Checking in on the industry’s commitment to scrap single-use plastic
Academics from the University of Surrey assess how industry-leading companies are responding to demands from the public to move away from single-use plastic and whether their pledges will result in real action in a new report. Idha Valeur finds out more.
The spotlight is shining bright on environmental challenges at the moment, and one of the pressing issues being tackled by society and government alike is the attitude to single-use plastics and efforts to reduce our consumption of them. With 40% of produced plastic coming from the food and drinks packaging sector, the pressure is on to find alternatives that are more environmentally friendly.
In a new report, academics from the University of Surrey look at new food packaging pledges from well-known brands to investigate their promises to the public and to ask the most burning question – will it result in real-life action that can be measured in any way, shape or form?
The report, Recycle, Reuse, Renew: Food packaging pledges and promises in the fight against plastic pollution, published in September 2019 in collaboration with RECOUP and presented at the RECOUP Plastics Recycling and Resources Conference, examines the publicly communicated plastic-related statements from companies including Carlsberg Group, Aldi, Quorn, PepsiCo, Coca-Cola, Kraft Heinz and Waitrose that was published between January 2018 and September 2019.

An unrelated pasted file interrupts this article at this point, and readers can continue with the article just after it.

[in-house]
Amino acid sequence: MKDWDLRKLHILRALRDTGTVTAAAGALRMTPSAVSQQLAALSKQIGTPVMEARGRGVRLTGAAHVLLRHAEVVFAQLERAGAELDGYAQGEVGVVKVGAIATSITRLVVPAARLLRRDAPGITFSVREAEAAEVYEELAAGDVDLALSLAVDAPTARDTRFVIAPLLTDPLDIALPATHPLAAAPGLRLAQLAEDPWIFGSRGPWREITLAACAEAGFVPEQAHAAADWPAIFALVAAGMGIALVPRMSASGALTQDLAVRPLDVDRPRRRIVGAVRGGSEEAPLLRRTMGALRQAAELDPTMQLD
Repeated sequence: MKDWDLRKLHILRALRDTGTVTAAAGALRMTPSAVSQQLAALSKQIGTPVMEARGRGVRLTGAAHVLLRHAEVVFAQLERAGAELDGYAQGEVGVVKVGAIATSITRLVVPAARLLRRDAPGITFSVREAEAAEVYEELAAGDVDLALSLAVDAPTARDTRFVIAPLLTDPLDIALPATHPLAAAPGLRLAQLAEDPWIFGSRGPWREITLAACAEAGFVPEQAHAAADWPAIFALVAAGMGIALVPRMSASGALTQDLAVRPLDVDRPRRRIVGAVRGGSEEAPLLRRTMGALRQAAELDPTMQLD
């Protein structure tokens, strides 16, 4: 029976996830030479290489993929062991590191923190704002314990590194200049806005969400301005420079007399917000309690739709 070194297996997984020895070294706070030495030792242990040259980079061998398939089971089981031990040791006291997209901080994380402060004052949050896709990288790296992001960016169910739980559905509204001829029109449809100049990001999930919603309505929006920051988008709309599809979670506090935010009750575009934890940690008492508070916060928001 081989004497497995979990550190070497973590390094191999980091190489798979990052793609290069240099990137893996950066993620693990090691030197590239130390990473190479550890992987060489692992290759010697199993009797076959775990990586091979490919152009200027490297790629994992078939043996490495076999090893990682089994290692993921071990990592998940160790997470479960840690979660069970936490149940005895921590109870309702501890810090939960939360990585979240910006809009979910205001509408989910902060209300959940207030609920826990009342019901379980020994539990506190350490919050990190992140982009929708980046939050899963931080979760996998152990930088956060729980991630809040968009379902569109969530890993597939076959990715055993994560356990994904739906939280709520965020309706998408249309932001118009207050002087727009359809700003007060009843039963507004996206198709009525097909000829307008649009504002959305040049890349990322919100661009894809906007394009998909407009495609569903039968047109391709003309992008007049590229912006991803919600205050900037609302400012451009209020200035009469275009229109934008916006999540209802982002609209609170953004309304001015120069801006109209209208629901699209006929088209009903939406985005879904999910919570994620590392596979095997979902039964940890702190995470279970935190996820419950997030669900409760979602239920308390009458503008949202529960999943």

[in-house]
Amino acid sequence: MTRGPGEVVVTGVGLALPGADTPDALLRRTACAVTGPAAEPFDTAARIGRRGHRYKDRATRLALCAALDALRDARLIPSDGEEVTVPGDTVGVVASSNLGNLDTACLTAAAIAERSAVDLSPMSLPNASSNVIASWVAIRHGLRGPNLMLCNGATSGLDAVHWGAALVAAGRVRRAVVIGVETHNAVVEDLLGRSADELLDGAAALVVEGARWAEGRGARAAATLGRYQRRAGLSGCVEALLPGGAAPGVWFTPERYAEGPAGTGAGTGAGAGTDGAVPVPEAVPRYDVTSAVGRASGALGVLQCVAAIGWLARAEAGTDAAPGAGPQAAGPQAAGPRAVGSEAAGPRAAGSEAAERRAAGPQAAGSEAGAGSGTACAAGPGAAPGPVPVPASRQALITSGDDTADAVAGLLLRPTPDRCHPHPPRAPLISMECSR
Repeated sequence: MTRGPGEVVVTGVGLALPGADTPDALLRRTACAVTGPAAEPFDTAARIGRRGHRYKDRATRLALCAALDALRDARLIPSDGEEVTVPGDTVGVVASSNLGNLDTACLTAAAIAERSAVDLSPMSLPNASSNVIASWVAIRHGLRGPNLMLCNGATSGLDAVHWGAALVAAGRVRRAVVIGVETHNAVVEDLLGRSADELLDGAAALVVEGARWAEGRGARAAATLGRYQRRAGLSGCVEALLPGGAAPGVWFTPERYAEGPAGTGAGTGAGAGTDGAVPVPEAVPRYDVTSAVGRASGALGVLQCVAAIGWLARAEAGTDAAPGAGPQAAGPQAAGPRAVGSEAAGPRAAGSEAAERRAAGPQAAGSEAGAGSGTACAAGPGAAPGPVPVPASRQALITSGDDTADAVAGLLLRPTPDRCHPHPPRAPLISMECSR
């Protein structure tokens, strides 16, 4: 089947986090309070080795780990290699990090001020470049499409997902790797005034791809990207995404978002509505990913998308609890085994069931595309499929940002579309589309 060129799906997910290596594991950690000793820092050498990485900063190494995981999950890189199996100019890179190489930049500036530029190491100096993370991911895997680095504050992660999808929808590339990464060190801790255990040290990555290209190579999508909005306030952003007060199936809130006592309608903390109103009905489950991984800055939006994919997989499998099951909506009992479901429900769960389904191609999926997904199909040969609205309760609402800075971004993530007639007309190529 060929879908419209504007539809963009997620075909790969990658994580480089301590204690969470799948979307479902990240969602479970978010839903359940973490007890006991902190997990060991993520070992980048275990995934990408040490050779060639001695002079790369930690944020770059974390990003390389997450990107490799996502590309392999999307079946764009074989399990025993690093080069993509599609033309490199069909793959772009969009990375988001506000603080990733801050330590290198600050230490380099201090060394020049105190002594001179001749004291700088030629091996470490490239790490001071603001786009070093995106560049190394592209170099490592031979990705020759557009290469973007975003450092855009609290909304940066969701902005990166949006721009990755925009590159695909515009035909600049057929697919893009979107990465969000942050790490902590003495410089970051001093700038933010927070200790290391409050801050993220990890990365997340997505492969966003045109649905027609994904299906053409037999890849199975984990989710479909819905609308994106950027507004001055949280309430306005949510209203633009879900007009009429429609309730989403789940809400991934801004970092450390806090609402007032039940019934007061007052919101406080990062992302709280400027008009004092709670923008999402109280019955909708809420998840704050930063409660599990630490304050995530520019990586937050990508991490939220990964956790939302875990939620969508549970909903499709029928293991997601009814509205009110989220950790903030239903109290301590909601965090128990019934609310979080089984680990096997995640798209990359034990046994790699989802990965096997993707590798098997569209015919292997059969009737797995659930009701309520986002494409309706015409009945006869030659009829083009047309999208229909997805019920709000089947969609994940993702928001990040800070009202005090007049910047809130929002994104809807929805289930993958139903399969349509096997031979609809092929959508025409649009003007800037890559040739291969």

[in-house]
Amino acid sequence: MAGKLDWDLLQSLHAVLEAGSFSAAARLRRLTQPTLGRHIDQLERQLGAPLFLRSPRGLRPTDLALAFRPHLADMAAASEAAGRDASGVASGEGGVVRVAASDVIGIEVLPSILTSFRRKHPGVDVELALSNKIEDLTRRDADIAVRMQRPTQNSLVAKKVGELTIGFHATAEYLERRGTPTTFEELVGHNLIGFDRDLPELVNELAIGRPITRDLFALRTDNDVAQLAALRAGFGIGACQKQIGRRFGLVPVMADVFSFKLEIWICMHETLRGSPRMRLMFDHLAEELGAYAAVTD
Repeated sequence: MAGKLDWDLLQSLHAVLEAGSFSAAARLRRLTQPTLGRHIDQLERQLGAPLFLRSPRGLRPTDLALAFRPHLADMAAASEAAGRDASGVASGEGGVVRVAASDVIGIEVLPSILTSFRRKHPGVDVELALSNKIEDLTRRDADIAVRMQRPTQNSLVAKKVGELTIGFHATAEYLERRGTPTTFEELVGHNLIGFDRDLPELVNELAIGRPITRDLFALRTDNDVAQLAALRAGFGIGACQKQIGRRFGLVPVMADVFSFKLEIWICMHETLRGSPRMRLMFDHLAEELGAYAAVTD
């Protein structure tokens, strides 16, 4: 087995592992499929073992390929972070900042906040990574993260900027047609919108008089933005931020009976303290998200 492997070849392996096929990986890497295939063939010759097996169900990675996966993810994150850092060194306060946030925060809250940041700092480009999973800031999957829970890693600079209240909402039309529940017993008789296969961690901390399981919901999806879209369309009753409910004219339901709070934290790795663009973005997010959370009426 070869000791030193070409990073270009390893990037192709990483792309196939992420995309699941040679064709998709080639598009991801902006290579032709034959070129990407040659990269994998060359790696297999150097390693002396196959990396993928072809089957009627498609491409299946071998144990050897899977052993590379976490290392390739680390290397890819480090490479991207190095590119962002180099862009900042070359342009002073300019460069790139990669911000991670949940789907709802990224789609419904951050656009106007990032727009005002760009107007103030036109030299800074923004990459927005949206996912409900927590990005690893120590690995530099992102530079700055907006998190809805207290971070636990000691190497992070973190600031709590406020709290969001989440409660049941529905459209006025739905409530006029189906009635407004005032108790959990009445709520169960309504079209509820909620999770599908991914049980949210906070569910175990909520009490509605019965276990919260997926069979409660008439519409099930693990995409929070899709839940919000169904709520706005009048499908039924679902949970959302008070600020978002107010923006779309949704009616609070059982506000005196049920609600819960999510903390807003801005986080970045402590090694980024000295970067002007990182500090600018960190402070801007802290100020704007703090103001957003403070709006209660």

In the report, the Surrey academics were trying to establish to what capacity these industry-leading companies and organisations were ‘responding to legal and societal drivers to change their approach to single-use plastics,’ the group stated.
‘Deflecting the focus from their role in creating substantial plastic waste in the first place, their optimistic language masks the reality that these companies have only just begun to tackle the huge challenge of reducing food packaging plastic waste – and that their actions are largely driven by new legislation. These food and drink manufacturers have global reach – and global responsibility. Alarmingly none of the sustainability pledges of these companies outlines exactly how their strategies are going to be measured,’ said University of Surrey School Of Law, Professor Rosalind Malcolm.
'The issue of plastic pollution is firmly part of the zeitgeist, with significant media attention raising public awareness of the effects of plastic in the natural environment. Recent steps taken by countries such as China, Indonesia and Vietnam to restrict the receipt of waste materials including plastic - a significant volume of which has come from the UK - has focused the attention of governments and businesses on the implications of advocating a Circular Economy approach. It is an approach that requires investment, and behaviour-change for governments, industry and communities,' the report concluded.
The report can be read here: bit.ly/2LYi7FE